Embracing and employing the newest technology is to the Japanese what barbecues in summer are to Australians – it’s ingrained in their cultural DNA.

And master trainer Noriyuki Hori didn’t reach the top by letting the grass grow under his feet so it’s no surprise to see him using leading edge technology to take his leading Audemars Piguet Queen Elizabeth II Cup aspirant, Neorealism, to the next level.

“Google Glass” may have hit a few hurdles when it was trialled for human beings but meet the version that is upgrading how Japanese trainers handle the individual training needs of their horses.

Neorealism’s regular work rider, Shinjiro Kaneko, wears what appears to be a very slick and sporty set of goggles when he takes Neorealism out for his light work on the Sha Tin all-weather track but this is not just satisfying the Japanese taste for pop fashion.

“The girth strap on the horse contains a heart rate monitor, which transmits data to a small heads-up display on the right bottom corner of the goggles the rider is wearing,” says Adam Harrigan, an Australian who has lived in Japan for many years and acts as a translator for the likes of Joao Moreira, Zac Purton and Tommy Berry when they ride stints there and for trainers such as Hori when they go overseas.

“He can see real-time beats per minute for the heart and, using GPS technology, also times the horse is working each 200m.

“He is getting real-time sectionals as he is working the horse which gives him more control over doing exactly the work the trainer has asked him to do.”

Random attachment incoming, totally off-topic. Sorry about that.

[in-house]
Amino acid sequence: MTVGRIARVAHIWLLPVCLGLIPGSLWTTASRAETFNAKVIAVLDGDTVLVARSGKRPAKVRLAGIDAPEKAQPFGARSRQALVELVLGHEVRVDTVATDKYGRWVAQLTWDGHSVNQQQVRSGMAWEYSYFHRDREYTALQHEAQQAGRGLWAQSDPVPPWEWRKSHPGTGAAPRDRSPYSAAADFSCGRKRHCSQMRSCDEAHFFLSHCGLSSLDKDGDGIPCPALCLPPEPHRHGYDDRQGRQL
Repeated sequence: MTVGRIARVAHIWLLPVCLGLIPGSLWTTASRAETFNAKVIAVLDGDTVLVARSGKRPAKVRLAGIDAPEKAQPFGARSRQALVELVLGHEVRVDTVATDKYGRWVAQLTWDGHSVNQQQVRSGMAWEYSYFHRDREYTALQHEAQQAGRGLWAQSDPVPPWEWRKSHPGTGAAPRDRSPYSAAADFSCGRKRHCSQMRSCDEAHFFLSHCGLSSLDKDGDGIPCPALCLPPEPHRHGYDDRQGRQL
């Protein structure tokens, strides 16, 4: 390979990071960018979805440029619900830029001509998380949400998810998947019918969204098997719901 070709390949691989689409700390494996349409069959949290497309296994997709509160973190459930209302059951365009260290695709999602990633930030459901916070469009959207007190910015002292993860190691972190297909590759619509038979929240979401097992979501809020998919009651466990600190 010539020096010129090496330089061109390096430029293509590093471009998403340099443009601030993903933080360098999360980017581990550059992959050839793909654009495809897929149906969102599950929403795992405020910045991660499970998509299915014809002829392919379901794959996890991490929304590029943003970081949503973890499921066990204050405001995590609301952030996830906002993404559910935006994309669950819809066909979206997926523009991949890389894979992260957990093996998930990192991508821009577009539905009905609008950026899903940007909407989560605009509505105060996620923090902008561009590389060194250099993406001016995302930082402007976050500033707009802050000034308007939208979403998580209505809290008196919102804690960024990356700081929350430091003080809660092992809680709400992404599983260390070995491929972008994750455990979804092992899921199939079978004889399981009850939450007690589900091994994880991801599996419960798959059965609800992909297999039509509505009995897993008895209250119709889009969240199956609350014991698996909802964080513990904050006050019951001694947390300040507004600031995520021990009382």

Using mobile phone technology, the data which the rider has seen is recorded then sent automatically to a data base, which is accessible from anywhere.

“I don’t know if it’s real-time that the trainer can see it but it would be soon after, at the very least,” Harrigan said.

“The data is stored and analysed and patterns emerge which can allow the trainer to tailor work patterns for each horse as an individual.”

It’s the kind of equine sports medicine which might previously have only been done with difficulty and using a treadmill but now can be undertaken in a real-world scenario.

“As a result of seeing the real-time heart rates of the horses when they work, the Japanese trainers now are tailoring workouts to the needs and capabilities of the individuals,” he said, and the technology is revealing more about the physical superiority of horses like Horse of the Year Kitasan Black.

“I’m told that Kitasan Black has produced incredible numbers which show what an amazing heart rate and, obviously, heart, he has and now they’ve changed his work accordingly. For a horse with such a superior heart rate, the same gallop takes less out of him than it would another horse, so maybe they then need to adjust or increase what he’s doing to make sure he gets the full benefit of his training.”

Even in Japan, this approach is quite new but catching on quickly.

“Hori is not the only one using it, there are quite a few trainers doing it. But I’d estimate that, if Hori sends out 12 horses to work, six of them would be carrying the technology now,” Harrigan says.